Op-Ed by Jeff Kottcamp: Early in my legal career I had the privilege to serve as a law Clerk to U.S. District Court Judge Joe Eaton. Born in Monticello, Judge Eaton was a star athlete in college. He also played professional baseball. During WW II, Judge Eaton served as a Flight Commander in the Air Corp and flew bombing mission over German missile sites (D-Day was his 51st bombing mission).
After the war, Judge Eaton attended law school and upon graduation was a prosecutor. At the age of 33 he became a Judge. When he was 47, President Lyndon Johnson made him a federal Judge. During the more than 40 years that Judge Eaton served on the bench he earned a reputation as a constitutional scholar and was widely regarded as a brilliant Judge.
There are currently two proposals in the Florida Legislature that would take away one of the most important qualities of great judges like Judge Joe Eaton—-experience. These proposals could dramatically change the judiciary in Florida—in particular, the Florida’s appeals courts and Supreme Court. HJR 1 would limit appellate judges to only 12 years on the bench. SJR 482 would require a person to be at least 50 years old to serve on the Court. The Senate proposal would also dramatically limit how long Judges could serve.
Had these legislative proposals had been in effect at the national level some very notable judges would not have been eligible to serve including Chief Justice John Marshall (who was 46 when appointed to the U.S. Supreme Court and served on the Court for 34 years), and conservative icon Chief Justice William Rehnquist (who was 47 when appointed and served 32 years). Even the current nominee to the U.S. Supreme Court, Neil Gorsuch, would be ineligible to serve under a current legislative proposal since he is only 49 years old. Likewise, Justice Antonin Scalia, who’s seat Gorsuch was nominated to fill, was first appointed to the Court at age 46.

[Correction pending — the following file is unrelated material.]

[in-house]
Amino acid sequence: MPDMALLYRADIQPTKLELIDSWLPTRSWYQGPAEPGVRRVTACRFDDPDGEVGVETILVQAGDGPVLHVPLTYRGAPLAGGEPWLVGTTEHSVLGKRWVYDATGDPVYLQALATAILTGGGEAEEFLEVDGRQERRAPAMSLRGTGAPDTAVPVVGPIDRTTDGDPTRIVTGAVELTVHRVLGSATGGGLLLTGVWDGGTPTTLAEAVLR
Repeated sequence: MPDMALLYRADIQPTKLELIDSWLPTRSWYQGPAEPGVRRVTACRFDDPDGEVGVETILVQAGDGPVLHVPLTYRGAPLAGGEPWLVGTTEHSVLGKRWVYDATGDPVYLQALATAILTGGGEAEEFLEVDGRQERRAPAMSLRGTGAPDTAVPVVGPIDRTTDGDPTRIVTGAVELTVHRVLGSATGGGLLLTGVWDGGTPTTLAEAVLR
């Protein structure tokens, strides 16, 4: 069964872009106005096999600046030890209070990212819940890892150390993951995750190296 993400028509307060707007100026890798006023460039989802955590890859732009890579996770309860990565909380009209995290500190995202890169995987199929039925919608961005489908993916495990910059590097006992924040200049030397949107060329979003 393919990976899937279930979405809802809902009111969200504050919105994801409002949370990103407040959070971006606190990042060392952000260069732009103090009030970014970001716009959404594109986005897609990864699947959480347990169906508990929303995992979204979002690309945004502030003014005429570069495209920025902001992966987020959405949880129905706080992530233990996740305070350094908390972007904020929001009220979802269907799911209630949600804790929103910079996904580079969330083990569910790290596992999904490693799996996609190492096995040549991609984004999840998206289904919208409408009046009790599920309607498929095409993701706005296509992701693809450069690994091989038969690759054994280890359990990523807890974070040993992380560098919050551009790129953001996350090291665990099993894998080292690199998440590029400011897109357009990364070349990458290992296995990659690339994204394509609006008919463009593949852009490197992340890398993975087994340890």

Some of our very best Judges go on the bench at an early age and serve for many years. When it comes to deciding matters of life and liberty there is simply no substitute for experience. However, denying the citizens of Florida the benefit of experienced appellate judges is not the only reason these legislative proposals are bad.
Stability on the Courts leads to settled law—particularly on controversial subjects. The opposite is true with term limits for Judges. This should especially concern the business community. Constant turnover in our appellate courts will likely result in conflicting opinions, frequent reversal of legal precedent and a level of uncertainty in the legal arena that could cause some companies to do business elsewhere.
The driving force behind these proposals is the idea that there are “activist judges” who have made “bad decisions”. This reasoning is exactly why our Founding Fathers decided to give federal judges life tenure. They wanted to divorce our judges from politics. The Founders wanted independent judges who are free to apply the law to the facts of a case—without worrying about the political consequences of their decisions.
Judges should never be replaced simply because we disagree with their decisions. Such reasoning undermines the very foundation of our system of government by eroding the independence of our judiciary. Term limits for judges will not give us better judges or better decisions but instead will diminish the delicate balance of power between our three branches of government.